The rise in quality theatre for children at the Fringe has been marked in recent years, with many of the major players in the field, such as Tall Stories and Catherine Wheels, now regularly represented in the programme.
One of the rising stars of the genre is Moulded Theatre, who return this year with Ribbet Ribbet Croak, a multi-sensory show at the Pleasance Courtyard designed for children of all abilities.
Artistic director Emily Jones reveals it all started with a bad batch of contact lenses. “We’re all short-sighted and it got us talking about how we would experience theatre if our eyesight deteriorated. It made us think about accessibility more widely and so we decided to make our new show as accessible as possible.”
To develop the idea they led a series of workshops at Discover Children’s Story Centre in London for children with a range of complex needs, including limited mobility and autism.
“We didn’t know who was going to come week to week, so we encountered a huge range of people. It was amazing to watch the responses of different children and their families. A key lesson was that if the adults enjoyed themselves, the children were much more likely to enjoy it too.”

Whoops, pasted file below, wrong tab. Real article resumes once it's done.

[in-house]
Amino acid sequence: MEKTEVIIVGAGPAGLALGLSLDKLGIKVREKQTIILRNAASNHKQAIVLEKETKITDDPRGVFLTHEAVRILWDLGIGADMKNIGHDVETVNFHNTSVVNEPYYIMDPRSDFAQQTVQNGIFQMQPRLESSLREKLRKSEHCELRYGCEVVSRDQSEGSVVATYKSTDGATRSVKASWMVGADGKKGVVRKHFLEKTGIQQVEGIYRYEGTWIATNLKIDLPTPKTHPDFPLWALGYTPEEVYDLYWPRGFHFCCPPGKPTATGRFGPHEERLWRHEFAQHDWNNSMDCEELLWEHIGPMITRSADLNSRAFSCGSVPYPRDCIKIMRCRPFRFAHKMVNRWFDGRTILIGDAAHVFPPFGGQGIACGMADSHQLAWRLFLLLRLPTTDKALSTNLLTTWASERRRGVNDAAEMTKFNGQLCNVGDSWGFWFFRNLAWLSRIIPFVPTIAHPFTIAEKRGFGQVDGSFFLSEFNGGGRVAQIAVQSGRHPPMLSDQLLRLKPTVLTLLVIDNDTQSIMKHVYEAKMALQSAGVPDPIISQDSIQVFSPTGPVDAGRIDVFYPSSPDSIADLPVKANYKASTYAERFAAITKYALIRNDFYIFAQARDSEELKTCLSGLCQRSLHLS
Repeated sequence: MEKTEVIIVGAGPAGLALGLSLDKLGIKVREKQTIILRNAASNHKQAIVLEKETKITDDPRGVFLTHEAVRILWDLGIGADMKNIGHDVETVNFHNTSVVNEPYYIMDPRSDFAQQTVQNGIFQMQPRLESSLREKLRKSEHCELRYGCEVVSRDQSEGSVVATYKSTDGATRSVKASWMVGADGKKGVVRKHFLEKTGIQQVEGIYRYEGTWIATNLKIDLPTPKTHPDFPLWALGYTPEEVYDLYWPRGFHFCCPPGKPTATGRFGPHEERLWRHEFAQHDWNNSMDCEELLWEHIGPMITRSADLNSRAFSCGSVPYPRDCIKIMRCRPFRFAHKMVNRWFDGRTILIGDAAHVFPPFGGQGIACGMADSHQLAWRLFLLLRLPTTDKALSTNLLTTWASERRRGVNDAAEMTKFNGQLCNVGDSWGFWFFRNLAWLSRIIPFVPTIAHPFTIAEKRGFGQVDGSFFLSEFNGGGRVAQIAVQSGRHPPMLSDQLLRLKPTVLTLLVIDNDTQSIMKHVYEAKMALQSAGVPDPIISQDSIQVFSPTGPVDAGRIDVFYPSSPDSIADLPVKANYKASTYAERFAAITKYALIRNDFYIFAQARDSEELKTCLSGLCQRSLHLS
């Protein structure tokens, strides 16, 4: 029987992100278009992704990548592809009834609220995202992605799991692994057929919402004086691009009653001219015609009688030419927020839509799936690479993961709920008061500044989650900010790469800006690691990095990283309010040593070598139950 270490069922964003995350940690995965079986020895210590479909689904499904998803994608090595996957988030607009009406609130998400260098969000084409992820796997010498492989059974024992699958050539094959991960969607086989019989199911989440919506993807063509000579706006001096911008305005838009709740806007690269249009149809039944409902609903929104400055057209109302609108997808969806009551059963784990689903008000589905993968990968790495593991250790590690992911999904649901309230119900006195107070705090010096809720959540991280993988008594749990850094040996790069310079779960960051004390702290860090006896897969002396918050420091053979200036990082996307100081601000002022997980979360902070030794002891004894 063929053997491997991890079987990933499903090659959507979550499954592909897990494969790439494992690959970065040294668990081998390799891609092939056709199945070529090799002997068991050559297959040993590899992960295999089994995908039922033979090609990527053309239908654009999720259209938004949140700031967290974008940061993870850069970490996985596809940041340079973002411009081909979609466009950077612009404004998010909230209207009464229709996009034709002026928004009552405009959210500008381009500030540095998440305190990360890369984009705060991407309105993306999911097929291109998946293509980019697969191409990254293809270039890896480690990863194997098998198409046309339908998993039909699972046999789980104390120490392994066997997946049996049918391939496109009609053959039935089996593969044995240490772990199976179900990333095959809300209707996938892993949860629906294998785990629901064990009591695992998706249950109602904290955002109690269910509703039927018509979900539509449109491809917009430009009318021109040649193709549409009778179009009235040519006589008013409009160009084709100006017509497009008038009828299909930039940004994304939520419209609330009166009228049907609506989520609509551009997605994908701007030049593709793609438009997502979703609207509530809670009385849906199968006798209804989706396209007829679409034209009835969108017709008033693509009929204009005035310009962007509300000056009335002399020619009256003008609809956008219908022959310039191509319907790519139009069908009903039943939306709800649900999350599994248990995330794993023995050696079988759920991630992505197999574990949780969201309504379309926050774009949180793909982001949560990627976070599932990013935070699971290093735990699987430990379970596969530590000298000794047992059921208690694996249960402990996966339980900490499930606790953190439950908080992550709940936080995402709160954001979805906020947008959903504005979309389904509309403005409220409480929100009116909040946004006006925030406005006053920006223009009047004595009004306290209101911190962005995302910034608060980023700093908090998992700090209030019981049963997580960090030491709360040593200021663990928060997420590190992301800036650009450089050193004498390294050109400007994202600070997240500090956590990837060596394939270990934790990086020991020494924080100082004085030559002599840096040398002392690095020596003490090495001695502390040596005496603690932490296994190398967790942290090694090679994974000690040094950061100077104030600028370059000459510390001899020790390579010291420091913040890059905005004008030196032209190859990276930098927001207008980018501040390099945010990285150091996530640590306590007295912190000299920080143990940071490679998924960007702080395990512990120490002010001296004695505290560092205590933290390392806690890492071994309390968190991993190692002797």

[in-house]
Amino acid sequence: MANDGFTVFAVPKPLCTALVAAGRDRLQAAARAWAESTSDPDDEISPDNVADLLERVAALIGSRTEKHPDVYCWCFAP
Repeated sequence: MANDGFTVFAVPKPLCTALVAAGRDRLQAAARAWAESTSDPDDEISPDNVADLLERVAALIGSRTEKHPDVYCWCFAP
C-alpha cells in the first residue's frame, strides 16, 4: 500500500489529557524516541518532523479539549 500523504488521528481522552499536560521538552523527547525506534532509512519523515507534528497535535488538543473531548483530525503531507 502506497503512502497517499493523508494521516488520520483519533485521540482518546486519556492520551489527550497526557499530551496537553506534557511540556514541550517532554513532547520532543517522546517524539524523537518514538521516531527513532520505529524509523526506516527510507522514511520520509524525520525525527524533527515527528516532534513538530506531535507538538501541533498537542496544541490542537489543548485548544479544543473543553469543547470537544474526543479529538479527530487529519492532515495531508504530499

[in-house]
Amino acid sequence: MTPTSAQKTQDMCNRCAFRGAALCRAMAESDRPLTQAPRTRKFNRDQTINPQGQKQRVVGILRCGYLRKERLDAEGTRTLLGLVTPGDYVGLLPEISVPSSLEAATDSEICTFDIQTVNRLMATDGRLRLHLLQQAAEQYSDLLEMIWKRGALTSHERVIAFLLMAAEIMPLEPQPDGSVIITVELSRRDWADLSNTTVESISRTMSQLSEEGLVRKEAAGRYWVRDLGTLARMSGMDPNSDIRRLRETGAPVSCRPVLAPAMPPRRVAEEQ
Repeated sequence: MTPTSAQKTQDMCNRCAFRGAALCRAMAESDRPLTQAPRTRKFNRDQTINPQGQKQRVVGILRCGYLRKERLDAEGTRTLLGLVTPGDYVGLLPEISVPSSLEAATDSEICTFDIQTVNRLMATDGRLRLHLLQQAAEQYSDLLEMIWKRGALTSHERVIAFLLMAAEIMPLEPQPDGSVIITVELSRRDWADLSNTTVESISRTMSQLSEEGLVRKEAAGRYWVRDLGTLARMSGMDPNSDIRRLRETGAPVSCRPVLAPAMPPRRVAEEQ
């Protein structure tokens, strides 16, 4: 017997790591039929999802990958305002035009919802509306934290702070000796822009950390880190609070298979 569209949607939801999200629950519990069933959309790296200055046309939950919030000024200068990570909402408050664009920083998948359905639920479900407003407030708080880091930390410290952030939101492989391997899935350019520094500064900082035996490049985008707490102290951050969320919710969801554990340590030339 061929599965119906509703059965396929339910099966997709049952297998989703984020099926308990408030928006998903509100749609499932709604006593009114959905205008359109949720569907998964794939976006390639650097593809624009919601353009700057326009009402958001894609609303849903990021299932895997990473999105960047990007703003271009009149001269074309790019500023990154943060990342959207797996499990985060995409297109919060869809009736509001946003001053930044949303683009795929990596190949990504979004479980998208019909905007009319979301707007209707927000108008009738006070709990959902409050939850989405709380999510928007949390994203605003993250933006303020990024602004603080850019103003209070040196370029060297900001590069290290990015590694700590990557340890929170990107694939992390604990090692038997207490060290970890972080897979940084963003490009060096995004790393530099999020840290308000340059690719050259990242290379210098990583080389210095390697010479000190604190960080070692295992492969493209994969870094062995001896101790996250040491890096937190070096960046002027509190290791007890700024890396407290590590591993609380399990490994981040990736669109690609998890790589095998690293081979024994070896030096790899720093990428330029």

Every show is a relaxed performance, so lighting states and sound levels are carefully managed, and each opens with a 15-minute sensory tour of the set. It allows the audience to meet the central characters—Grandma and Grandpa Frog—in an informal way, and adapt to their environment.
“Sometimes the Fringe can be a really crazy experience,” says Jones, “so we’re trying to create a much more chilled out environment.”
They also use Makaton, a form of sign language for children that has entered the mainstream thanks to the BBC’s Mr Tumble (aka Justin Fletcher). One of the company members, Soniya Kapur, is trained in Makaton and uses it to communicate key words from the story. And some of the signs are guaranteed to raise a smile: “The one for scuba diving, for example, involves miming putting on goggles and a tiny man diving off your hand.”
Moulded, which is based in London, doesn’t receive any Arts Council funding, so the production has relied on a crowdfunding campaign to make it to Edinburgh. But Jones is confident their work is addressing a strong demand.
“There is so little work for PMLD [Profound and Multiple Learning Disabilities] and complex needs audiences that the companies doing it, such as Oily Cart and Frozen Light, are swamped and keen for others to come in. It’s very exciting to be part of that.”